No early Google-style growth here.
Facebook’s payments revenues barely budged for a third quarter as gaming activity increasingly moved onto mobile devices. The company also hasn’t really started taking revenue share from apps in other verticals like music and media yet either, so that means there aren’t any new engines for platform revenue growth — yet.
The company’s $192 million in payments revenue is barely an inch above the $186 million it made last quarter or the $188 million it made in the holiday quarter.
On top of slowing advertising revenue growth, this means that the second pillar of Facebook’s monetization strategy isn’t really showing much momentum either. Hence, the more than 10 percent decline in after-hours trading for the company. Facebook shares are now at an all-time low at $23.98 in after market trading.
What led to this? Starting about two and a half years ago, Facebook pulled back on rampant viral growth for casual games. That segment of the platform then matured, with Zynga taking the indisputable lead. They also added a 30 percent effective tax in the form of a revenue share with game developers, which made the social gaming model nonviable for some second- and third tier casual game developers. It also crimped Zynga’s revenue growth, and persuaded the company along with other competitors to look for new growth on Apple and Google’s iOS and Android platforms.
As smartphones have taken off (with Facebook now seeing 543 million active users every month), Android and iOS have become lucrative ecosystems for game developers with some titles earning between $3 and 5 million a month. However, Facebook does not earn any revenue from titles on these platforms even if the social network drives user acquisition for these developers. Facebook’s chief financial officer David Ebersman said on today’s earnings call that mobile growth was partially responsible for stagnation in payments revenue.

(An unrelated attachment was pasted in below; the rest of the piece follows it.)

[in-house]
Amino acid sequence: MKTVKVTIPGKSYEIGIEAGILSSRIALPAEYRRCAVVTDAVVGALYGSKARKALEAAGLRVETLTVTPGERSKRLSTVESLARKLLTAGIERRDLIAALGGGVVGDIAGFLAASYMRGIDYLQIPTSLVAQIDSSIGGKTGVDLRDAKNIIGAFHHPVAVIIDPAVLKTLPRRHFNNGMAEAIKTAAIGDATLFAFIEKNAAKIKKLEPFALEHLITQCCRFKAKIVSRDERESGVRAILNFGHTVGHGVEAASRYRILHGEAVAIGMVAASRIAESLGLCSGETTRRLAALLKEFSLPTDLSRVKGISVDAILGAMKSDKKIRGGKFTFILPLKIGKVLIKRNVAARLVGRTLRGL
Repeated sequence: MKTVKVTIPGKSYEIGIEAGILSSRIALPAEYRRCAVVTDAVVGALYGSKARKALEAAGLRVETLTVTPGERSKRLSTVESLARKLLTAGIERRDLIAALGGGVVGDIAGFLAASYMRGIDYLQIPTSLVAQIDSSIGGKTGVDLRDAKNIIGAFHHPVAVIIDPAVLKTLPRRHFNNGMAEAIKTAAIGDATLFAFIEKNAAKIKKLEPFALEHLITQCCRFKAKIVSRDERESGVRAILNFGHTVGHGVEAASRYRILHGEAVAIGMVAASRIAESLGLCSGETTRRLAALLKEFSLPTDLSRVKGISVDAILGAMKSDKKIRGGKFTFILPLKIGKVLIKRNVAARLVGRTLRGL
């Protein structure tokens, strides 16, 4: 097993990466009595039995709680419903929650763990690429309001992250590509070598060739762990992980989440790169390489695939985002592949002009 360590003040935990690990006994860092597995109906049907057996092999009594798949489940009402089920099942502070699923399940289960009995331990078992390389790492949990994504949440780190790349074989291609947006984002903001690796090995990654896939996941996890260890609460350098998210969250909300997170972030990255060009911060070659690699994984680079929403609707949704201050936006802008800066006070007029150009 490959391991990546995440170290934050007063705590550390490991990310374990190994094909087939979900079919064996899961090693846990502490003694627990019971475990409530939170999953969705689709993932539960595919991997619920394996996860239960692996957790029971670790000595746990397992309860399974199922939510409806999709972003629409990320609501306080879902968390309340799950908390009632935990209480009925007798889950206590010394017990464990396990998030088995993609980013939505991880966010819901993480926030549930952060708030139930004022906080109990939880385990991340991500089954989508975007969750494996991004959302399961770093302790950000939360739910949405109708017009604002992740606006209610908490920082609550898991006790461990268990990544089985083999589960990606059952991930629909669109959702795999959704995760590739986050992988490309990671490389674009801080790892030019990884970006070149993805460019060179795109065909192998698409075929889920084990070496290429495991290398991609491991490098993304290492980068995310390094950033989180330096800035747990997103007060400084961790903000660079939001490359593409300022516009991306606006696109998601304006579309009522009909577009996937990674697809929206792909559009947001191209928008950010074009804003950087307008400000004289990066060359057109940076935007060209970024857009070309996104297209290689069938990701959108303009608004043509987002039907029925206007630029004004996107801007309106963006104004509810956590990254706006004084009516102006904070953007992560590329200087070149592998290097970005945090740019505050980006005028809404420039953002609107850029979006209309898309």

At the same time, the company hasn’t yet turned on revenue for other kinds of non-gaming apps even though it has driven a significant amount of traffic to apps like Spotify and social news readers. Even if the company did ask for a revenue share from these types of apps, it would probably be lower than the standard 30 percent cut it asks for from game developers, Facebook chief executive Mark Zuckerberg said on the call today. It’s not clear how much a share of Spotify subscriptions or other types of digital content sales would drive to Facebook.
So the platform’s revenue generating ability is stuck in a lull for the time being until Facebook turns on revenue for other verticals or does more to rekindle growth and monetization for games — something it has always had trouble with in terms of providing users with good, non-spammy experiences. One other possible area of potential support is in hard or midcore games, where developers like Kixeye are seeing success in appealing to smaller audiences of more intense gamers who are more likely to pay.
Today’s payments results were actually foreshadowed by Zynga’s performance in the second quarter, which sent shares of the social gaming company tumbling by about 40 percent. Zynga missed analysts estimates in its earnings report yesterday, with $332 million in revenue. That company is now worth $2.34 billion, down from the $7 billion its initial public offering valued the company at back in December of last year. As for Facebook itself, the company is now worth about $65 billion, down from the $104 billion it debuted at during its initial public offering in May.
Facebook is the world’s largest social network, with over 1 billion monthly active users. Facebook was founded by Mark Zuckerberg in February 2004, initially as an exclusive network for Harvard students. It was a huge hit: in 2 weeks, half of the schools in the Boston area began demanding a Facebook network. Zuckerberg immediately recruited his friends Dustin Moskovitz, Chris Hughes, and Eduardo Saverin to help build Facebook, and within four months, Facebook added 30 more college networks. The original...